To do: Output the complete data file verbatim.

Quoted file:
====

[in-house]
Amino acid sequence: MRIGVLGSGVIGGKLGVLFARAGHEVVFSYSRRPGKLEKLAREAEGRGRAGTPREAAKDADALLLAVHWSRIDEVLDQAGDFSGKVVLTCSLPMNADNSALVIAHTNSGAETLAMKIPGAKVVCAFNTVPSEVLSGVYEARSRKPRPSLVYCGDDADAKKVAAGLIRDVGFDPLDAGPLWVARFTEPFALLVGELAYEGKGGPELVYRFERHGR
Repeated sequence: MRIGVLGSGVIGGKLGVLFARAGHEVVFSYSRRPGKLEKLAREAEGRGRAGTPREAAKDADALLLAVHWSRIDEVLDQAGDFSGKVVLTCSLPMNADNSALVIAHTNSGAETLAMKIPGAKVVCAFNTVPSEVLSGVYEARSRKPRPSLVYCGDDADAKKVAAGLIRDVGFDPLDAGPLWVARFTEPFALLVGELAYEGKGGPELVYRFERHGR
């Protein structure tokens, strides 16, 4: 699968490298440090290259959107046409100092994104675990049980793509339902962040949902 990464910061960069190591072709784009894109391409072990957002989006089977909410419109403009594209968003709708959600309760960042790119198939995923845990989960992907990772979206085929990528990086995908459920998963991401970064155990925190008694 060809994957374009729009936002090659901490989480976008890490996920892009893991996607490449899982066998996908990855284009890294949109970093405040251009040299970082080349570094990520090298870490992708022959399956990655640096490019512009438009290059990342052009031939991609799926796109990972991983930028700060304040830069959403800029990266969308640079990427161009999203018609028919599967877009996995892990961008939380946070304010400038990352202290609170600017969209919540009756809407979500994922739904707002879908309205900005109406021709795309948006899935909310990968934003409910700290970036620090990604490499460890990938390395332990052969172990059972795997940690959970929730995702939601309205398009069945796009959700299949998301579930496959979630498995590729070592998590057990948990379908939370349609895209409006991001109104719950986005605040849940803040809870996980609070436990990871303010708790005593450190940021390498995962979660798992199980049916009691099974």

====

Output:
[in-house]
Amino acid sequence: MRIGVLGSGVIGGKLGVLFARAGHEVVFSYSRRPGKLEKLAREAEGRGRAGTPREAAKDADALLLAVHWSRIDEVLDQAGDFSGKVVLTCSLPMNADNSALVIAHTNSGAETLAMKIPGAKVVCAFNTVPSEVLSGVYEARSRKPRPSLVYCGDDADAKKVAAGLIRDVGFDPLDAGPLWVARFTEPFALLVGELAYEGKGGPELVYRFERHGR
Repeated sequence: MRIGVLGSGVIGGKLGVLFARAGHEVVFSYSRRPGKLEKLAREAEGRGRAGTPREAAKDADALLLAVHWSRIDEVLDQAGDFSGKVVLTCSLPMNADNSALVIAHTNSGAETLAMKIPGAKVVCAFNTVPSEVLSGVYEARSRKPRPSLVYCGDDADAKKVAAGLIRDVGFDPLDAGPLWVARFTEPFALLVGELAYEGKGGPELVYRFERHGR
């Protein structure tokens, strides 16, 4: 699968490298440090290259959107046409100092994104675990049980793509339902962040949902 990464910061960069190591072709784009894109391409072990957002989006089977909410419109403009594209968003709708959600309760960042790119198939995923845990989960992907990772979206085929990528990086995908459920998963991401970064155990925190008694 060809994957374009729009936002090659901490989480976008890490996920892009893991996607490449899982066998996908990855284009890294949109970093405040251009040299970082080349570094990520090298870490992708022959399956990655640096490019512009438009290059990342052009031939991609799926796109990972991983930028700060304040830069959403800029990266969308640079990427161009999203018609028919599967877009996995892990961008939380946070304010400038990352202290609170600017969209919540009756809407979500994922739904707002879908309205900005109406021709795309948006899935909310990968934003409910700290970036620090990604490499460890990938390395332990052969172990059972795997940690959970929730995702939601309205398009069945796009959700299949998301579930496959979630498995590729070592998590057990948990379908939370349609895209409006991001109104719950986005605040849940803040809870996980609070436990990871303010708790005593450190940021390498995962979660798992199980049916009691099974």